As I've said, this probably does not make sense for Advogato. Ambivalence is adequate. Unless you think that someone stole code and published it as their own, and is a no-talent hack that has convinced everyone of their greatness, there is no need for negative certification. But I think that negative certs are extremely useful when transactions come into play. Any time someone actively violates a trust relationship, that should be noted. In the coming future of peer to peer transactions, I want to make sure that I'm only dealing with trustworthy people.
I had a kind of cool thought - combining UDDI with a trust graph, so I always find the best service provider. For that to work, though, negative certs need to be taken into consideration. Once you get to something like this, trust becomes more complicated. You have to consider *how* you trust someone. Trust is not all-encompassing. How we represent that is going to be an interesting policy issue. I could go on, but this is a rant for another day. ;-)
School is all done with now, and has been for a few weeks. I am now working for my school's IT department, in the Architecture group. It is turning out to be a pretty cool job. I am working on several Internet2 projects, like MACE-dir, eduPerson, and Shibboleth. The work is really interesting, and I am enjoying the opportunity to do design analysis and such. Also, a very nice aspect of doing work for higher education is that everything I write is Free Software. So it is a pleasant work environment.
I have also just started my DVD collection. I bought Almost Famous, High Fidelity, American Beauty, and Fight Club. Now I am in the process of deciding what other movies I should get, and what versions of those movies are the good ones to get. Beyond the annoyance with CSS and Region Encoding, DVD consumers are really taken for a ride in terms of releasing multiple versions of the same movie. Some movies have a normal version, a collectors edition, and an ultimate edition. I can understand a movie-only cheap version, and a special/collector's edition, but having multiple enhanced version is frustrating. And then you also have to consider quality of transfers, etc. I love the higher quality of DVDs though, and I certainly can't go back to VHS. I intentionally held off on buying movies until I started collecting with DVDs. To make myself feel better about buying DVDs, I am buying used copies off of half.com, so I don't support the MPAA's DVD policies. The flip side is that I am also not supporting the actors or writers, but they get so little anyway, it doesn't make a difference. Too bad I can't decide where my money goes in terms of royalties.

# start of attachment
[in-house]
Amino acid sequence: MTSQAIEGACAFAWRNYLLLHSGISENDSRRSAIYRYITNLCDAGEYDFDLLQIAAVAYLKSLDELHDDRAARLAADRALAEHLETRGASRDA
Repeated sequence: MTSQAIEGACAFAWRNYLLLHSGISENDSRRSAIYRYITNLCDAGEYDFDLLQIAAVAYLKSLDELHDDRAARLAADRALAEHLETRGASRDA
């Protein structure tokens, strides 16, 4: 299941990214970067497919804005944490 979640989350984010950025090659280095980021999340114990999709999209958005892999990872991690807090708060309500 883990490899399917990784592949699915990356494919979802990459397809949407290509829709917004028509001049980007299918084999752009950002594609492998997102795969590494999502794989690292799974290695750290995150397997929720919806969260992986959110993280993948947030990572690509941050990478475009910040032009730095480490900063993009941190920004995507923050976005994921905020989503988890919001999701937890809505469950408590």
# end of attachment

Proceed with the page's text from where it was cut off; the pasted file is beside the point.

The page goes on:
Until today, I've stuck to writing diary entries solely about computer-related topics and fairly light conversation. But, I really can't let myself ignore comments like this. I wouldn't feel very good about myself if I did. So, for those of you reading this that find this discussion off-topic, sorry. But, just like RMS says that economics is something to worry about once freedom is assured, the world of computers is something we can worry about once our basic human rights have been assured. I worry that some very smart-seeming people in various online communities are so involved with computers that they fail to see the world around them, and all of the very serious problems that need to be addressed. It is great to have strong ethics with software, but unless you also have strong ethics in the real world, it doesn't matter much.
New HTML Parser: The long-awaited libxml2 based HTML parser code is live. It needs further work but already handles most markup better than the original parser.
Keep up with the latest Advogato features by reading the Advogato status blog.
If you're a C programmer with some spare time, take a look at the mod_virgule project page and help us with one of the tasks on the ToDo list!